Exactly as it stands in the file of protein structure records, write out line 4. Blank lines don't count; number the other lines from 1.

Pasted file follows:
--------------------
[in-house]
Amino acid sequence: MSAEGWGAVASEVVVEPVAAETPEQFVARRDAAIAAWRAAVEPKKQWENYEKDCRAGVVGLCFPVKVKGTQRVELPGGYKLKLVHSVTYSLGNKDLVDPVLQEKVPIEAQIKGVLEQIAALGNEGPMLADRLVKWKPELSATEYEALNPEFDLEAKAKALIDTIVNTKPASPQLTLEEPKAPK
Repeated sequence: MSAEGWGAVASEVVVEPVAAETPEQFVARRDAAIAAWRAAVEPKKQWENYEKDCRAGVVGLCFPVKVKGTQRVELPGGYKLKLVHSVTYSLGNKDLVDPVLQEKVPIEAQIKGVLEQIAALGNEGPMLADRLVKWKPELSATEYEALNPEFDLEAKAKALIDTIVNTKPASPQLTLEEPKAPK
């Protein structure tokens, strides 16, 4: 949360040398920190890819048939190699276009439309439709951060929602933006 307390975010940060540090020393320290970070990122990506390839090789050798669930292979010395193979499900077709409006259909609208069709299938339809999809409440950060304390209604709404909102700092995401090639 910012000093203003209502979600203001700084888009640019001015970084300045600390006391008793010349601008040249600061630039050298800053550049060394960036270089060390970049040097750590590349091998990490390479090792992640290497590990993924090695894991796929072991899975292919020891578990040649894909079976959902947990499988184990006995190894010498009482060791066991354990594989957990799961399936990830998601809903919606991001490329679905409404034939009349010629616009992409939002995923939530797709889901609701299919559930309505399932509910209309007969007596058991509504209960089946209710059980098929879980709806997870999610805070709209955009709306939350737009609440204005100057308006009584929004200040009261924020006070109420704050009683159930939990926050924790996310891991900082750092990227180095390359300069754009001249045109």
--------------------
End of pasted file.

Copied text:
């Protein structure tokens, strides 16, 4: 949360040398920190890819048939190699276009439309439709951060929602933006 307390975010940060540090020393320290970070990122990506390839090789050798669930292979010395193979499900077709409006259909609208069709299938339809999809409440950060304390209604709404909102700092995401090639 910012000093203003209502979600203001700084888009640019001015970084300045600390006391008793010349601008040249600061630039050298800053550049060394960036270089060390970049040097750590590349091998990490390479090792992640290497590990993924090695894991796929072991899975292919020891578990040649894909079976959902947990499988184990006995190894010498009482060791066991354990594989957990799961399936990830998601809903919606991001490329679905409404034939009349010629616009992409939002995923939530797709889901609701299919559930309505399932509910209309007969007596058991509504209960089946209710059980098929879980709806997870999610805070709209955009709306939350737009609440204005100057308006009584929004200040009261924020006070109420704050009683159930939990926050924790996310891991900082750092990227180095390359300069754009001249045109």